8


 

The Company’s expenses may exceed its current plans and expectations, and, if the Merger with Tarveda is not completed, it could cause the Company to complete another transaction or wind-down its operations sooner than anticipated. If the Company is unable to successfully complete the Merger with Tarveda or another strategic transaction or secure additional capital on a timely basis and on terms that are acceptable to its stockholders, the Company may elect to cease its operations altogether, in which event the value realized by its stockholders might be significantly less than the $29.0 million of stockholders’ equity recorded on the Company’s consolidated financial statements as of December 31, 2019.

While the Company believes that it can maintain its current operations for at least the next 12 months, based on its current plans and available resources, the assessment by the Company discussed above with respect to the Merger with Tarveda and other alternatives raises substantial doubt over the Company’s ability to successfully finance itself on a long-term basis. The accompanying consolidated financial statements do not include any adjustments that might result from the outcome of this uncertainty.

Use of estimates

The preparation of the financial statements in conformity with accounting principles generally accepted in the United States requires management to make estimates and assumptions that affect certain reported amounts and disclosures. Accordingly, actual results could differ from those estimates. Significant estimates used in preparing the condensed consolidated financial statements include those assumed in revenue recognition, the measurement of operating lease right-of-use assets and lease liabilities, the valuation of stock-based compensation expense, the valuation of impairment of long-lived assets, and the valuation allowance on deferred tax assets. On an ongoing basis, management reviews these estimates and assumptions.

Impairment of long-lived assets

In accordance with ASC 360-10, the Company records an impairment loss on long-lived assets used in operations when events and circumstances indicate that long-lived assets might be impaired and the undiscounted cash flows estimated to be generated by those assets are less than the carrying amounts of those assets (i.e. not able to be recovered). During the second quarter of Fiscal 2020, the Company announced the restructuring of its operations. This event required the reevaluation of the recoverability of the gross carrying value of its long-lived assets. Upon the Company’s announcement and at each quarter-end, the Company performed an asset impairment analysis on its long-lived asset group, consisting primarily of licensed intangible assets, computer equipment, and software following the completion of various asset sales prior to December 31, 2019, which concluded that the carrying amount is not recoverable. However, the Company’s analysis indicated that carrying amount of the asset group does not exceed its fair value. As such, no impairment loss is required to be recognized. Nonetheless, it is reasonably possible that the impairment analysis may change in the near term resulting in the need to write down those assets to fair value. The Company will continue to monitor assets for impairment.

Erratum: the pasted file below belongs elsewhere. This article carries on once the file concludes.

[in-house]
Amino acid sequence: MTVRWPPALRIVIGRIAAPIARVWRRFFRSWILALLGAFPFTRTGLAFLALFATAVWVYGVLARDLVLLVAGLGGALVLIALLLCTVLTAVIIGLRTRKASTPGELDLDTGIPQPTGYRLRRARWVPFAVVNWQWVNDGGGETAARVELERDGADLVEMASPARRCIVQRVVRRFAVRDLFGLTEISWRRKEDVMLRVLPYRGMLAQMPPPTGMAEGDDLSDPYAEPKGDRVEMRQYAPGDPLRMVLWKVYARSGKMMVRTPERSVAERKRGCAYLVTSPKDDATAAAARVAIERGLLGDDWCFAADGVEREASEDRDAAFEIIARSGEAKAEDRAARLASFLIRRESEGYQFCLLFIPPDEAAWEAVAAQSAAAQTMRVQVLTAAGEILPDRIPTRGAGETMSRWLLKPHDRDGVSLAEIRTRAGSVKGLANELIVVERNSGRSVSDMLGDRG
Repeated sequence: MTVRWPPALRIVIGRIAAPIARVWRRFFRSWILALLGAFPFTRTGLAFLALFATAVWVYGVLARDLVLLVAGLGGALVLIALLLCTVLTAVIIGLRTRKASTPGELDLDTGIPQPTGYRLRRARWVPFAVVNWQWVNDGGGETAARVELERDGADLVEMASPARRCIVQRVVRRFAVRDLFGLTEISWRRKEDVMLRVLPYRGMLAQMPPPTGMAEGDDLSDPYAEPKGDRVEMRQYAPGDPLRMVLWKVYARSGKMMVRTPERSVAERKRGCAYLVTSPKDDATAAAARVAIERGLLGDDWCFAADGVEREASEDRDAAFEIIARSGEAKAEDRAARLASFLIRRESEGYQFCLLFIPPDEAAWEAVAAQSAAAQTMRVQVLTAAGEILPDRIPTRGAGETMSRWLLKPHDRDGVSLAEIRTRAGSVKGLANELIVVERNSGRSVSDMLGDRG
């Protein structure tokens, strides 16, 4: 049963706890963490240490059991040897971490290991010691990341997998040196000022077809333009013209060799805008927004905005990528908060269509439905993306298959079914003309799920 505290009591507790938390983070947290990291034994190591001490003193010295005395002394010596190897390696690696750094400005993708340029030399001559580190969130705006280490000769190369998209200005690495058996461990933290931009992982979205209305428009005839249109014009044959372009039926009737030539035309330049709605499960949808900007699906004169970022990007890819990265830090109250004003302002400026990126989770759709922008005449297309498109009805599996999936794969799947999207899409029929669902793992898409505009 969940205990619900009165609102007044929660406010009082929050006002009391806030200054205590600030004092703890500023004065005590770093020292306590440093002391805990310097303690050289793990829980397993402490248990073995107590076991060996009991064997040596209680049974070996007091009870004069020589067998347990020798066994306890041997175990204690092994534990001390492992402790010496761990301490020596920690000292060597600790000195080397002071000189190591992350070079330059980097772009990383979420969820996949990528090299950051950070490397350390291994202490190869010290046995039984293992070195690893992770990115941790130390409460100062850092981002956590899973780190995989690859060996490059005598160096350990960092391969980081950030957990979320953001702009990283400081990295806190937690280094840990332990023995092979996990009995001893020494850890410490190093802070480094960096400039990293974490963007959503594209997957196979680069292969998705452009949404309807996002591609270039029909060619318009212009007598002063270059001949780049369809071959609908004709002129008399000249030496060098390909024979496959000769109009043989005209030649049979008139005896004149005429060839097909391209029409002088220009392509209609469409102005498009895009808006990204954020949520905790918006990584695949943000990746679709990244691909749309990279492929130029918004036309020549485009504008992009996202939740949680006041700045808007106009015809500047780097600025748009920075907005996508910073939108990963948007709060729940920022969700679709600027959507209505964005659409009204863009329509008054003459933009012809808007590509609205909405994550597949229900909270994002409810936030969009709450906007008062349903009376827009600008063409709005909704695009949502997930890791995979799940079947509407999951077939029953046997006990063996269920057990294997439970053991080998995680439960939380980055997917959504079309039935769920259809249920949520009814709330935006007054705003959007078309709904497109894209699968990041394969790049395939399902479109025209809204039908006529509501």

Revenue recognition

The Company has generated revenues from payments received from research service agreements, product sales, collaborative agreements with partners including pharmaceutical and biotechnology companies and academic institutions, licenses, and grants from the National Institutes of Health (“NIH”) and private not-for-profit organizations.